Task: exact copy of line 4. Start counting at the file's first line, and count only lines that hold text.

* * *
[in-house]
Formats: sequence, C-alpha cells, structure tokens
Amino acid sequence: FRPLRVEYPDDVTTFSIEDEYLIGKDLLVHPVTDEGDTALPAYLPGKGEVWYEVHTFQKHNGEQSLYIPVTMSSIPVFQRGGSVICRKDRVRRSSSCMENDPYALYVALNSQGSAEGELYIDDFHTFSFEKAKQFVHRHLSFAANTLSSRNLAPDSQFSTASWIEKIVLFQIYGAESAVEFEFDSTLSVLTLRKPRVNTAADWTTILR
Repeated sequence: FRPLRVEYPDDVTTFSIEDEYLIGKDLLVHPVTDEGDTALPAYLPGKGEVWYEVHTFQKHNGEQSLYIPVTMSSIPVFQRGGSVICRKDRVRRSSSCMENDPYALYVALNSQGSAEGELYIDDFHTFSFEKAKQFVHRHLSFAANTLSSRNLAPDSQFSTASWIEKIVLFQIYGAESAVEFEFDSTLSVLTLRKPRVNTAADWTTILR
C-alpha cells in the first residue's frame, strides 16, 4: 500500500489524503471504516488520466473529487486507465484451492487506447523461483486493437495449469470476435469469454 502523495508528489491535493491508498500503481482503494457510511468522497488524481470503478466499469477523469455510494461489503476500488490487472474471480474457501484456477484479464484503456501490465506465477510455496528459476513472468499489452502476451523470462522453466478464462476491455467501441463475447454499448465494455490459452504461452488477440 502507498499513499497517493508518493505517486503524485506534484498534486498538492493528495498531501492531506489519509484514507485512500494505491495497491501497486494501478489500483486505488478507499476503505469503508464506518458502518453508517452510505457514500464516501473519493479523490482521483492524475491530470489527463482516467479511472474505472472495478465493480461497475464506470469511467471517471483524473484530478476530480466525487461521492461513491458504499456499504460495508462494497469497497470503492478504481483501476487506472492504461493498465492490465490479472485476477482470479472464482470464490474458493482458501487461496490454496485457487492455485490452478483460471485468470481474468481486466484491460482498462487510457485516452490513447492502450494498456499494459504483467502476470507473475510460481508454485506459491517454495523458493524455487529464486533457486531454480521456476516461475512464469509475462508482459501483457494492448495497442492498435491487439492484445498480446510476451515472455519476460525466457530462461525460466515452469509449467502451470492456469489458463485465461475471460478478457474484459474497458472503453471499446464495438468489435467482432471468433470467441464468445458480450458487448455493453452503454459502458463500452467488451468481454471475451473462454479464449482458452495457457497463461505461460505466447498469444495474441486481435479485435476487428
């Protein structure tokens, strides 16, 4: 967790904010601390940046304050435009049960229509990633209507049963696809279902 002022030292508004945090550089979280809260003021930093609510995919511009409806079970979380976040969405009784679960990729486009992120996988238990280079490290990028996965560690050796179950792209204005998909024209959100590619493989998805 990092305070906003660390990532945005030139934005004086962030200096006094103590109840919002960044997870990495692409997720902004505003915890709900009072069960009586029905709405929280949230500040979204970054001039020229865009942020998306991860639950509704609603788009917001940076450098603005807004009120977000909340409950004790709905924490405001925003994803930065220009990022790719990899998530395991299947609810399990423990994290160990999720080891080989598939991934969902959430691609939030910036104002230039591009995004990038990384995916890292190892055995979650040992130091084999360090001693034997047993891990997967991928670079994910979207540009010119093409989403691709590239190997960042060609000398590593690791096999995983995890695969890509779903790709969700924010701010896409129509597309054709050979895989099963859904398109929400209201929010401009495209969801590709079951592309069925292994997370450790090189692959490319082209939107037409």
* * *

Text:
Repeated sequence: FRPLRVEYPDDVTTFSIEDEYLIGKDLLVHPVTDEGDTALPAYLPGKGEVWYEVHTFQKHNGEQSLYIPVTMSSIPVFQRGGSVICRKDRVRRSSSCMENDPYALYVALNSQGSAEGELYIDDFHTFSFEKAKQFVHRHLSFAANTLSSRNLAPDSQFSTASWIEKIVLFQIYGAESAVEFEFDSTLSVLTLRKPRVNTAADWTTILR